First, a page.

The world has lost a second comedy legend in less than a month with the passing of Joan Rivers. She was a talented comedian who worked very hard to become as successful as she did, bravely ruffling a few feathers and making a few enemies along the way, but nobody can deny her talent or her work ethic.
I had a connection to Joan in that I had the privilege of meeting her on two occasions. I believe the first was in 1987 in Atlantic City where she signed a photo and posed for a picture with her husband, Edgar Rosenberg. She was very gracious and I distinctly recall the pain I felt hearing the news of Edgar’s suicide in Philadelphia just two weeks later.
The second meeting came 1997 when she was opening for Don Rickles. The laughs backstage are something I’ll always treasure, as well as being the reason I never had my photograph taken with her this occasion, since Don was needling her about her recent face peel, begging her not to go on stage with the redness so bad. Just picture Don and Joan in character and you’ll understand why this would have been so funny.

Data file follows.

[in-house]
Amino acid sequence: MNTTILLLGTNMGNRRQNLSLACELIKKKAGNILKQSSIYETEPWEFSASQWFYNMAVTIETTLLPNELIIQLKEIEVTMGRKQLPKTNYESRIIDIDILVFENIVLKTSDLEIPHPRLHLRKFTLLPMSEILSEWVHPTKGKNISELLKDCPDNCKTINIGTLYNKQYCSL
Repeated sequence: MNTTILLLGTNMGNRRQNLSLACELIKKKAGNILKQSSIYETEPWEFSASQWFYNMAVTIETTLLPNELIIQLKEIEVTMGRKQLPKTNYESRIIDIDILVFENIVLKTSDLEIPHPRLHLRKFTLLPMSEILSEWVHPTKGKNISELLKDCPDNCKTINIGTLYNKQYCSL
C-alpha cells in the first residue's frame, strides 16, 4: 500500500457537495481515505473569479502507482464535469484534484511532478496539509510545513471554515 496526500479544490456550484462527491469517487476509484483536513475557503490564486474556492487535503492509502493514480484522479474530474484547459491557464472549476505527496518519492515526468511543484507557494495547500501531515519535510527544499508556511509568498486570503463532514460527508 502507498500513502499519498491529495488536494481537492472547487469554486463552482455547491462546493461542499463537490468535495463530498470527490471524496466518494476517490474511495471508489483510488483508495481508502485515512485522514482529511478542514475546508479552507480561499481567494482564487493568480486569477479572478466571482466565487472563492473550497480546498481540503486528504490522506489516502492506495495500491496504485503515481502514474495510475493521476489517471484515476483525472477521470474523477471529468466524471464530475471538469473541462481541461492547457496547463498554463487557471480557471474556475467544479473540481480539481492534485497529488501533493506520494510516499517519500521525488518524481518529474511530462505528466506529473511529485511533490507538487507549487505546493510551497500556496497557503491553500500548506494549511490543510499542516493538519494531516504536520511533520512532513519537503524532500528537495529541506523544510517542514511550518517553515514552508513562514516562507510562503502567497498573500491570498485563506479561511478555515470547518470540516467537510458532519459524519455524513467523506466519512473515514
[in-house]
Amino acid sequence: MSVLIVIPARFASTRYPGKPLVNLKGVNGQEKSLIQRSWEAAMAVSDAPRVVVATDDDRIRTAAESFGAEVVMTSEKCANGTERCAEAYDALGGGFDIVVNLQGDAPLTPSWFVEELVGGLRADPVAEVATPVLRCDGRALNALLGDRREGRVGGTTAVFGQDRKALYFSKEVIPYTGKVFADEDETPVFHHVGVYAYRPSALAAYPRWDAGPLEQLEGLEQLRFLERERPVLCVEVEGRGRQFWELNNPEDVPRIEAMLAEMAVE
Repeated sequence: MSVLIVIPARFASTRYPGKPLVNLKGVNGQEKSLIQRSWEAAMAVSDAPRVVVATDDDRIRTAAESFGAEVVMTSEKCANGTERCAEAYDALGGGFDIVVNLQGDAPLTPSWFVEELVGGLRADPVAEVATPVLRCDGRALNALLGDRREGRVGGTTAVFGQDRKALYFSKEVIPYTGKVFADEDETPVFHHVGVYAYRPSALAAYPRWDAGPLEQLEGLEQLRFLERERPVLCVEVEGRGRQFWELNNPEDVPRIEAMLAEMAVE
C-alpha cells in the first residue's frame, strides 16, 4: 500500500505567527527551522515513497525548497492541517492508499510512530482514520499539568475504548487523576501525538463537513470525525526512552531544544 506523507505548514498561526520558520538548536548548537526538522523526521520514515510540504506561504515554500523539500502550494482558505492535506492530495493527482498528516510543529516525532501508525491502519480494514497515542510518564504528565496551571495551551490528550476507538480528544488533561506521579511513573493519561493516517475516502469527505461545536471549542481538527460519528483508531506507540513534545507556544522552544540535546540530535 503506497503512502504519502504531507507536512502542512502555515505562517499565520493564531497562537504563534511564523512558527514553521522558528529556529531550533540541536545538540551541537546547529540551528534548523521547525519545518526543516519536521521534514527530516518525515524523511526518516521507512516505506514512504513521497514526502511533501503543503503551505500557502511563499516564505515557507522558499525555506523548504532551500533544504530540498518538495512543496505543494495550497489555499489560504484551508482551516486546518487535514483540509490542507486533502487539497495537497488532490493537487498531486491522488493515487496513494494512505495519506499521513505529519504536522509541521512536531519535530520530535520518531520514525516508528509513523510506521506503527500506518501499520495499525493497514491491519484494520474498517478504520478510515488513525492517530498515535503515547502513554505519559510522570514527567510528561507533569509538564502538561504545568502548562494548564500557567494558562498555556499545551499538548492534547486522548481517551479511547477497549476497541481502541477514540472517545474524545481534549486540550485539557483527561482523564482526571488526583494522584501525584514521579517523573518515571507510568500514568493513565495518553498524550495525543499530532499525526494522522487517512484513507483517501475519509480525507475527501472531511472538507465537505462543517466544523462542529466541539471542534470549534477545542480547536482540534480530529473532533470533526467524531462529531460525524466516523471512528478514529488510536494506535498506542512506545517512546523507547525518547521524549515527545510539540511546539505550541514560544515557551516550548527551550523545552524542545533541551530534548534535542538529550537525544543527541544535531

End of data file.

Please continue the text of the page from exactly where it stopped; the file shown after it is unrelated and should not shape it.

Another hard-working comedian, Kathy Griffin, told about the difference in seeing Rivers on stage late career and seeing The Voice saying, “I remember seeing Frank Sinatra in his final years of performing, and you could tell that just the presence of the legend went a long way.” Joan couldn’t rely solely on her presence, adding that, at 81, she was a woman “on a mission to make you laugh.”
Also, regarding Frank, Rivers had said, “I once was talking to Frank Sinatra and he pointed to a stage in Las Vegas and he said, 'That's my house.' And I understood.” Anyone who gets and feels that innate need and who has spent their life working to achieve it is all right in my book.
She was a wonderful, kind lady and I will miss her.